By: Laura Lee Arant
I gaze into a bowl. It’s one of our everyday dishes, picked by me for the subtle floral pattern embossed in the rim. But now, I see Honey Bunches of Oats residue- left to harden by one of three daughters. The cereal’s dry, crusty remains, now hard as the dish itself-waiting for me to do the sand blasting. Such is the life of a mom. If your kids never forget to clean their own dishes, please don’t speak to me, I concede that you are a better mom than me, okay? This is my reality.
Obviously, dirty dishes are not the point. They are just part of the landscape. I recently read a book that gave me a fresh perspective on my role in these girl’s lives. In The Eternal Mark of a Mom, by Linda Weber, there was encouragement for the daily work of motherhood, challenge to mother more intentionally, and hope for the endgame- launching able, caring, responsible and loving human beings into the world.
I’ll never forget how it all began, years ago, when my husband Joe and I welcomed our first baby, Megan—all 4 lbs of her. When the tiny angelic face of our blanket-swaddled girl was gently placed my arms for the first time- life-altering love welled up in me for this little one. When Joe and my eyes met, unspoken in our glance was both the wonder of the moment and abject fear of the great unknown that stretched before us as we realized that a real live human being was now our responsibility.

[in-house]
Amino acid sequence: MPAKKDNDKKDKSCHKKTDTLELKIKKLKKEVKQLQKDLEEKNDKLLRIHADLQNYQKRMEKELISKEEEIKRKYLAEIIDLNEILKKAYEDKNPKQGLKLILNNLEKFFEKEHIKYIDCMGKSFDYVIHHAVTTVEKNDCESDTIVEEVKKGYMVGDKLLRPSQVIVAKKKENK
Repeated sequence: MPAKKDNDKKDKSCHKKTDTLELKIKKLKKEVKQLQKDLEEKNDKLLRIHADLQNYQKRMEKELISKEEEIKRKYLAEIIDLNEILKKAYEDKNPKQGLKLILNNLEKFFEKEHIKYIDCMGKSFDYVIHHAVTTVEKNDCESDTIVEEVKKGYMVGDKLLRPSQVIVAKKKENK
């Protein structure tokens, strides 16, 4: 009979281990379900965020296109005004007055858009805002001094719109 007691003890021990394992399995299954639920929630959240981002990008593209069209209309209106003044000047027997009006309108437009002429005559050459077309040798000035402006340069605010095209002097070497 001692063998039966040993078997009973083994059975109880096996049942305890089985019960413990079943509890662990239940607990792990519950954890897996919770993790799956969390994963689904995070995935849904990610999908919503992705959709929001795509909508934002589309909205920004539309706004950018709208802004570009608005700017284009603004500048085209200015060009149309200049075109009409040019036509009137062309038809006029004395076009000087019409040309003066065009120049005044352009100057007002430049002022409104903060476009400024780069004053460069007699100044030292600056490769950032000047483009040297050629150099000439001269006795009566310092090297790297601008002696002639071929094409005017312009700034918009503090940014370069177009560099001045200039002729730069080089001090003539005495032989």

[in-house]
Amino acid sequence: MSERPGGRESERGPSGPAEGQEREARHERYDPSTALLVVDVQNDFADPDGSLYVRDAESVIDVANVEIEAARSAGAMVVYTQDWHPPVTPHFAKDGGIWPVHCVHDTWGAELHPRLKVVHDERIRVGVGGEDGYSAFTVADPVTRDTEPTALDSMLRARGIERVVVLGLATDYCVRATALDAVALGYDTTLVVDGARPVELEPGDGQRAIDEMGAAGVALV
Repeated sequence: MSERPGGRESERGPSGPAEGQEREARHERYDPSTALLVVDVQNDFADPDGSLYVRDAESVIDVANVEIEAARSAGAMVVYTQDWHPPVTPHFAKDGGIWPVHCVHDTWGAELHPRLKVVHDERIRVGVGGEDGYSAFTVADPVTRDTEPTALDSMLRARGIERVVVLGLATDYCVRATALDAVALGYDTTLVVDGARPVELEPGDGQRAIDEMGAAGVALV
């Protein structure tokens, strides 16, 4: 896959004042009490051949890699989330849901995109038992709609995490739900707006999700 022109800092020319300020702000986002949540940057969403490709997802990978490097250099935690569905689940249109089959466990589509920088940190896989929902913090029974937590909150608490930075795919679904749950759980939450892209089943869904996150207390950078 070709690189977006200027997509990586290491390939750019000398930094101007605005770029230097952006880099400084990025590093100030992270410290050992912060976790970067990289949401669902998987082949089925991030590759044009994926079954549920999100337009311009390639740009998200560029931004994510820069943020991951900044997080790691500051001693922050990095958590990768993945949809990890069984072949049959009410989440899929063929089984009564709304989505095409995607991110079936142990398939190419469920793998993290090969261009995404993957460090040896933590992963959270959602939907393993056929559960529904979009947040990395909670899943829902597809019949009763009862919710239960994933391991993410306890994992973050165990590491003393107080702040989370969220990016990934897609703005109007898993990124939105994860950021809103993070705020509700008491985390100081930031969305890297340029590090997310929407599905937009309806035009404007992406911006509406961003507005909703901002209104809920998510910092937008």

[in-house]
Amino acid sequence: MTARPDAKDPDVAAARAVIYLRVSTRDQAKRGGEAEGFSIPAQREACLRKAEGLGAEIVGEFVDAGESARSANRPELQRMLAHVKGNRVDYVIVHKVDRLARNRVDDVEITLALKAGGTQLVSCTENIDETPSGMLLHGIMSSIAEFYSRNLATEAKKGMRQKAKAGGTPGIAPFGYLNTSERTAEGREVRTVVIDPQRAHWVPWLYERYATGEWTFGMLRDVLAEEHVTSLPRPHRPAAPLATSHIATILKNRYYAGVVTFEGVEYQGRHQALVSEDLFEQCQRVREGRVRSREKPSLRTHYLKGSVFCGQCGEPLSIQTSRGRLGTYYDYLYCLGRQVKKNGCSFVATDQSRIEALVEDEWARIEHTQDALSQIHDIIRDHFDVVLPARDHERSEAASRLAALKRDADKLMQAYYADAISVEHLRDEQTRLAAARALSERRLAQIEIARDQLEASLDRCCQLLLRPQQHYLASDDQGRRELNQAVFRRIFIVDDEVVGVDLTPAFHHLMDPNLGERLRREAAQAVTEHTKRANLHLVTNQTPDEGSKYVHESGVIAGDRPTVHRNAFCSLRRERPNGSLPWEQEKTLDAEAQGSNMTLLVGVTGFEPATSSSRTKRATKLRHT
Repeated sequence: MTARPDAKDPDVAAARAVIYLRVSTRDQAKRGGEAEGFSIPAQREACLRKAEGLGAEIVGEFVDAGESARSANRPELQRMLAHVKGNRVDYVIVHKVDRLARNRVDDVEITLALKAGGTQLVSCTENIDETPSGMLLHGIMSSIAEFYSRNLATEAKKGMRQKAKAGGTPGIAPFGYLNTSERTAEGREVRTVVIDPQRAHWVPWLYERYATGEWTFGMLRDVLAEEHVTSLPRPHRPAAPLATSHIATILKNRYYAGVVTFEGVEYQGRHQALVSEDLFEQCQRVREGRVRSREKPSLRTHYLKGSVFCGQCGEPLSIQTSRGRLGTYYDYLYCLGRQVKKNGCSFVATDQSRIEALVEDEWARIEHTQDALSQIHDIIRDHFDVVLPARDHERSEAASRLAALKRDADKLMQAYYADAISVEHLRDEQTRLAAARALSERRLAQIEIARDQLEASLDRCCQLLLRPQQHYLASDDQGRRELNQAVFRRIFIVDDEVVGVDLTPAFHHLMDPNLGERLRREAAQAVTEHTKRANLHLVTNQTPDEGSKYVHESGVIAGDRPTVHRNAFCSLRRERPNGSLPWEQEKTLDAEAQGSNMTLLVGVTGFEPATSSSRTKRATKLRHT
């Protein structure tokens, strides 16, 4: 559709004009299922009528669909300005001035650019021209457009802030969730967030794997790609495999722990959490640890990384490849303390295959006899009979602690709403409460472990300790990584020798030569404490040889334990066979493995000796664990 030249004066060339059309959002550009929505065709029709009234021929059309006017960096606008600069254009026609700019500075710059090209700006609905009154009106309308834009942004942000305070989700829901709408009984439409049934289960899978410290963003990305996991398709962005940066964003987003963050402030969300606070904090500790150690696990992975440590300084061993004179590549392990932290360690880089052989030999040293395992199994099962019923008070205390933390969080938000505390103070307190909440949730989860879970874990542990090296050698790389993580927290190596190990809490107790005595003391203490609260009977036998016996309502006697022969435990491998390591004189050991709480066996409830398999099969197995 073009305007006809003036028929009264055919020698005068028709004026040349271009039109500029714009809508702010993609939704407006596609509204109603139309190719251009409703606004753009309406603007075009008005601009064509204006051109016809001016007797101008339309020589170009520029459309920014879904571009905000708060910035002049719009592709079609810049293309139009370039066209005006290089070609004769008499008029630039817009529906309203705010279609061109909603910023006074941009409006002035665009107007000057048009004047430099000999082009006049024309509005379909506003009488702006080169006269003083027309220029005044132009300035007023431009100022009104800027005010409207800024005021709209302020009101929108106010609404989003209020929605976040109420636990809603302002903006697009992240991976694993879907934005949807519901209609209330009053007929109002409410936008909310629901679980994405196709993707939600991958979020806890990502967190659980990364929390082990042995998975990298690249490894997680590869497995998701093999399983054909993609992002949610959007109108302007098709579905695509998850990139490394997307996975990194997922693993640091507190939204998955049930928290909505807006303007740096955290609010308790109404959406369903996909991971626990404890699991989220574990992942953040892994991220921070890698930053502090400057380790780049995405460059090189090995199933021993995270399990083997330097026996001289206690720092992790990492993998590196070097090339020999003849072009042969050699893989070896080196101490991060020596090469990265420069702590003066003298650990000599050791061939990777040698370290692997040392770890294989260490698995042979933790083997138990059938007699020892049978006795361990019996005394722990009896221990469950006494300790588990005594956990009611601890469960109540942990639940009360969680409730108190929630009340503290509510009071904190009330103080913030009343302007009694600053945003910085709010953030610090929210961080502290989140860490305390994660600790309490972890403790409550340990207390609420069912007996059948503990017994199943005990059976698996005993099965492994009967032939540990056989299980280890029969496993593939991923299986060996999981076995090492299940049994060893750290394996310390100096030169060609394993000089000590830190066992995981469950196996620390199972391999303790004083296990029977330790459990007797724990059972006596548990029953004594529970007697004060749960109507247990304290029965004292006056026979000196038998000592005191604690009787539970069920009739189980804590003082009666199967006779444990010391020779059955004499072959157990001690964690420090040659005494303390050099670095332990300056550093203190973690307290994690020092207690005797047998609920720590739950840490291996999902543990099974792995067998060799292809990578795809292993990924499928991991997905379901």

Let’s face it- our kid’s didn’t come with instructions. And for that reason, I loved that Weber’s book was long on practical guidance for young mothers as well as those with school-aged and even older kids. Her wisdom extended to single moms, working moms and even those who have had tragedy or life experiences that separate them from a clear category.
In some ways, I found her book to be revolutionary as today’s culture seems to devalue mothers who take on that role with gusto. She writes in her chapter about personal fulfillment, “Many women have acted as if motherhood was a brand of mediocrity to bear—if you can’t make it in ‘the real world.’”
I know I felt the subtle pull of other’s opinions when I left the workplace in spite of my business degree and the wealth of experience I’d gotten throughout my 20’s. I just couldn’t face sending my little one off to have someone else care for her. Even so, my experience was different when my third girl entered our lives. Before she was three years old, due to our financial situation- I was forced into the workplace and had to put her in daycare. According to Weber, in that circumstance, “…work in addition to mothering, never in lieu of mothering.”
My favorite part of The Eternal Mark of a Mom was getting a glimpse into the author’s own experience as a mother. Looking back on her life with her now grown boys, she shared candidly about their lives and her heart to fulfill her vital role in their lives.
As I’ve helped my girls negotiate various stages in their young lives, this book spoke to me when Weber described the child’s life experience as the lines of a picture, with a mom having the power to provide colors to fill those images with richer life. No condemnation for not having done everything right thus far- just an opportunity to gain a better understanding of how I can best fill in those hues with the choices I make going forward. There are some things I would do differently for sure, however, there are also things that I would never, ever change.
Scrubbing with all I’ve got, the cereal eventually comes off of the bowl, and I feel encouraged and blessed- in spite of the clutter that sometimes grows – to have the opportunity to leave a lasting mark on the lives of my daughters. Thanks for the encouragement, Linda.